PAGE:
Melting glacial ice in Norway revealed a tunic dating from AD 230 to AD 390.

Reconstructing the Tunic from Lendbreen in Norway. Archaeological T....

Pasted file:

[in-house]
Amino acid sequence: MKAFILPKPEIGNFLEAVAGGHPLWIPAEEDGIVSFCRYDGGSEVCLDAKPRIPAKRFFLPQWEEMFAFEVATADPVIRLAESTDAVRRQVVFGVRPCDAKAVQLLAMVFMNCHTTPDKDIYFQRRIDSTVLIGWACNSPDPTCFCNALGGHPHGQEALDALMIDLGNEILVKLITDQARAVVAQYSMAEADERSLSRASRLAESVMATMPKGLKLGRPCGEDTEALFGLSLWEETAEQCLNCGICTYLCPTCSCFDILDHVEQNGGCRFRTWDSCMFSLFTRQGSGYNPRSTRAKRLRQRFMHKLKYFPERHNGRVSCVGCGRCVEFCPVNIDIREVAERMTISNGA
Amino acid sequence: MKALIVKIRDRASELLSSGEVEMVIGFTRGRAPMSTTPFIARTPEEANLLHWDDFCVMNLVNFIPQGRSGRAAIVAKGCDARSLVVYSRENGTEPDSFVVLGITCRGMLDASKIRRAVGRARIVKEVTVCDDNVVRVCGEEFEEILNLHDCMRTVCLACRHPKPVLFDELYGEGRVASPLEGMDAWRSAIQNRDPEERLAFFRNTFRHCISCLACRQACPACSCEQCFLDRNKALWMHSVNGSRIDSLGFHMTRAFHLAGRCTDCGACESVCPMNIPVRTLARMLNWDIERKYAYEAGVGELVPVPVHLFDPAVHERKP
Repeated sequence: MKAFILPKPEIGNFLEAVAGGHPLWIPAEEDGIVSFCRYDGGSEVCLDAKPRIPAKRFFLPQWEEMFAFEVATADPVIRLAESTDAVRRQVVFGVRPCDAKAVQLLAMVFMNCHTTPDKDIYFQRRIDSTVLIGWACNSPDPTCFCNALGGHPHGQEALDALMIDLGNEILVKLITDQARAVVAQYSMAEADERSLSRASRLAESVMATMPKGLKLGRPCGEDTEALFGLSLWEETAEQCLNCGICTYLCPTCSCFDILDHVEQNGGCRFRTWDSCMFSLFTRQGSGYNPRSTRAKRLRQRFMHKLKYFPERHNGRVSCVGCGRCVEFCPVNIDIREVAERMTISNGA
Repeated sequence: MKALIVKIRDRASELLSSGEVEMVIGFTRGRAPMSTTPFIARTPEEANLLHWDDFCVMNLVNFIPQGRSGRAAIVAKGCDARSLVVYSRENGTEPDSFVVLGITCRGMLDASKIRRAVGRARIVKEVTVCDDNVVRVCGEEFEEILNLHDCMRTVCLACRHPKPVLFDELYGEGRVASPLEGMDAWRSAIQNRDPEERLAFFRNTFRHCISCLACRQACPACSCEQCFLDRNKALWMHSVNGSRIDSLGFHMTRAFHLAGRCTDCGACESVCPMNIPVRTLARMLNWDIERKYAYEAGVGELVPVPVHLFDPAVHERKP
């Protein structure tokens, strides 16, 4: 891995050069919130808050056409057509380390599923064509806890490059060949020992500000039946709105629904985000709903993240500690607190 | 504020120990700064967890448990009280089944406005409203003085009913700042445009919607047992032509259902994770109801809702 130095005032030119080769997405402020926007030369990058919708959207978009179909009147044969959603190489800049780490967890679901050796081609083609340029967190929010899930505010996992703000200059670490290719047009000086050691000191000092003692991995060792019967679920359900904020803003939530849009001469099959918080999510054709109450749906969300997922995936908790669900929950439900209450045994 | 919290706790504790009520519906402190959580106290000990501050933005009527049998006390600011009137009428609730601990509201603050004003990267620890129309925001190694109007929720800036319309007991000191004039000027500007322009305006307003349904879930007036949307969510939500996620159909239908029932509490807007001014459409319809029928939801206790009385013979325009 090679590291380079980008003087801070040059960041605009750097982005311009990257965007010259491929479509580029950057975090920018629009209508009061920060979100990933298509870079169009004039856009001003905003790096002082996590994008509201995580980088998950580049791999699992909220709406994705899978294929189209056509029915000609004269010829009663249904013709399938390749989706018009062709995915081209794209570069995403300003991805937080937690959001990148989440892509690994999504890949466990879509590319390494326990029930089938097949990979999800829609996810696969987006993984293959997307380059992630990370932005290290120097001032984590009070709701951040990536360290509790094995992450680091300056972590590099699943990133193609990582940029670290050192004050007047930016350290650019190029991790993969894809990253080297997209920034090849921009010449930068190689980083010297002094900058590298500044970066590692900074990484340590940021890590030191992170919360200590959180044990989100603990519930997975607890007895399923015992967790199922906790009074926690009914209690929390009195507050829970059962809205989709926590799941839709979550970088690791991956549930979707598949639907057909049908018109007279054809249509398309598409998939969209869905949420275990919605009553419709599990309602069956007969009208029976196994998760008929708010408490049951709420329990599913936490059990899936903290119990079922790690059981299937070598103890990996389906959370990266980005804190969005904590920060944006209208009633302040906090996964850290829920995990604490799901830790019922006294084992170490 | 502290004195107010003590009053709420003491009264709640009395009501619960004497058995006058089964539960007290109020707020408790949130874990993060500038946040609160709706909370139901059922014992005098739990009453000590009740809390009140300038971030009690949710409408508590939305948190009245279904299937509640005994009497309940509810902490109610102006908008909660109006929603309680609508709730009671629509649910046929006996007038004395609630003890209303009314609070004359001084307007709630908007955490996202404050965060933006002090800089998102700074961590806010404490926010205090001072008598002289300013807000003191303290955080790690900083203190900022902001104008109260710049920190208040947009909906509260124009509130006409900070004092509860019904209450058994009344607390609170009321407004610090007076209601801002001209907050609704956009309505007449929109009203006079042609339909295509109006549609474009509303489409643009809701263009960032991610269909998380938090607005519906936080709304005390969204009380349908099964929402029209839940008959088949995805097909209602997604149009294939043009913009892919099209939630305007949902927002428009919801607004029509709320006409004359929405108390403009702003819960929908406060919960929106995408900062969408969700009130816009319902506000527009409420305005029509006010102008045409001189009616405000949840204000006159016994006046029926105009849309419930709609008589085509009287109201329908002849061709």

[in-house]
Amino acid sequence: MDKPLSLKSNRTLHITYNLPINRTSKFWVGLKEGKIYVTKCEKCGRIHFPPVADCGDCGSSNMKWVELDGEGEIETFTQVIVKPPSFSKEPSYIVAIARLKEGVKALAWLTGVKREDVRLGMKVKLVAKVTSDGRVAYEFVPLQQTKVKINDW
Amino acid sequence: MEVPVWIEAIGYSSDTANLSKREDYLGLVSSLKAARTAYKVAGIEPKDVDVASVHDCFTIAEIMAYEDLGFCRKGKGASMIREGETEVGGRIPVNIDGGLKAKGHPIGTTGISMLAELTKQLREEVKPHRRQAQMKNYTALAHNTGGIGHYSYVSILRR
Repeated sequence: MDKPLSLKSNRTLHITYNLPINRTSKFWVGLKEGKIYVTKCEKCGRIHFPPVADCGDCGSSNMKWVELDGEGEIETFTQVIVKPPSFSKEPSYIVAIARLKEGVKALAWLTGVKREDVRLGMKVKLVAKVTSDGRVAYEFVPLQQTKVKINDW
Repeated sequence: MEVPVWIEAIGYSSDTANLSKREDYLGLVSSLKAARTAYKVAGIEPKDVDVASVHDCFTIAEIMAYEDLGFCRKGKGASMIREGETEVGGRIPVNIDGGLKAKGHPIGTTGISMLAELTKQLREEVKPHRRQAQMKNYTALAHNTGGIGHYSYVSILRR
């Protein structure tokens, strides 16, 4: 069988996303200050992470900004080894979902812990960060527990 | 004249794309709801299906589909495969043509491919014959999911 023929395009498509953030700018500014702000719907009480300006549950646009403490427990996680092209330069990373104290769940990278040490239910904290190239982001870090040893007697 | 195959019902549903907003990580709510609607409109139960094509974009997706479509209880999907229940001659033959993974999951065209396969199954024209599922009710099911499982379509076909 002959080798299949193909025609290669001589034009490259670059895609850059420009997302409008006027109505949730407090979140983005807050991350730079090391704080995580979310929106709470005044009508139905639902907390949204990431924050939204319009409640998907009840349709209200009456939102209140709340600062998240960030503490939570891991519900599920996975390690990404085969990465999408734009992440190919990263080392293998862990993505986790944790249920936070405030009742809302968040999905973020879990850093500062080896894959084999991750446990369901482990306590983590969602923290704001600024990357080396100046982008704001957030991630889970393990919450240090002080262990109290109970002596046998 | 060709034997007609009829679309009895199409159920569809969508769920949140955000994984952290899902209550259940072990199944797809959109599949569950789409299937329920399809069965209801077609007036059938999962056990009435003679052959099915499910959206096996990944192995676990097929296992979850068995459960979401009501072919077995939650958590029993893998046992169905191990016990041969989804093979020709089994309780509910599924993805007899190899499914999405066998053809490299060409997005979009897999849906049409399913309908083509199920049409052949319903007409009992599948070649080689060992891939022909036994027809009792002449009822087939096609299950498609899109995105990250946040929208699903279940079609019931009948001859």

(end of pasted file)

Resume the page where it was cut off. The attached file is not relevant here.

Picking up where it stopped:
There are many steps in the production chain of a tunic: ”from harvesting the wool through spinning, weaving, cutting to sewing. It was a very time-consuming process. The wool used in the original yarn contains a mix of finer and coarser fibres (sic) and some very coarse fibres, possibly kemp, but the length of the fibres or how the original fleeces were composed before sorting is not known. This makes it hard to tell how much time was spent on sorting, fibre separation, teasing and combing before the actual spinning. The yarns in the original tunic have an even appearance, which could indicate that the wool was combed before spinning. A combed fibre material would reduce the tools used, and the knowledge and skills of the people producing the textiles. It must still have been a very time-consuming task to produce a textile. This applies to everyday fabrics as well as to the most valuable ones.”

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